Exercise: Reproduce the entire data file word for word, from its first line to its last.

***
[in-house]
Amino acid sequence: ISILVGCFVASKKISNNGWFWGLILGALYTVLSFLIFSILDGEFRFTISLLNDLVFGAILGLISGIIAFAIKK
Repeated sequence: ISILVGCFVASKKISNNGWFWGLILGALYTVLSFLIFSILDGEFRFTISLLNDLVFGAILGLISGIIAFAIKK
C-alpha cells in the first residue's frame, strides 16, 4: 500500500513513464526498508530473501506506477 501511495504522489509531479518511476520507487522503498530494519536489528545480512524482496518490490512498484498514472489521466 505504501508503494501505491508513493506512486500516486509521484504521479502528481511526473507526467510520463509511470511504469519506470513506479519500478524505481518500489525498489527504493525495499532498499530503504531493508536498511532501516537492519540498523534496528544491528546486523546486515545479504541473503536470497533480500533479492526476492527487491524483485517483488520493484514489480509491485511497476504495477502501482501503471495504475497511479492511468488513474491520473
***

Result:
[in-house]
Amino acid sequence: ISILVGCFVASKKISNNGWFWGLILGALYTVLSFLIFSILDGEFRFTISLLNDLVFGAILGLISGIIAFAIKK
Repeated sequence: ISILVGCFVASKKISNNGWFWGLILGALYTVLSFLIFSILDGEFRFTISLLNDLVFGAILGLISGIIAFAIKK
C-alpha cells in the first residue's frame, strides 16, 4: 500500500513513464526498508530473501506506477 501511495504522489509531479518511476520507487522503498530494519536489528545480512524482496518490490512498484498514472489521466 505504501508503494501505491508513493506512486500516486509521484504521479502528481511526473507526467510520463509511470511504469519506470513506479519500478524505481518500489525498489527504493525495499532498499530503504531493508536498511532501516537492519540498523534496528544491528546486523546486515545479504541473503536470497533480500533479492526476492527487491524483485517483488520493484514489480509491485511497476504495477502501482501503471495504475497511479492511468488513474491520473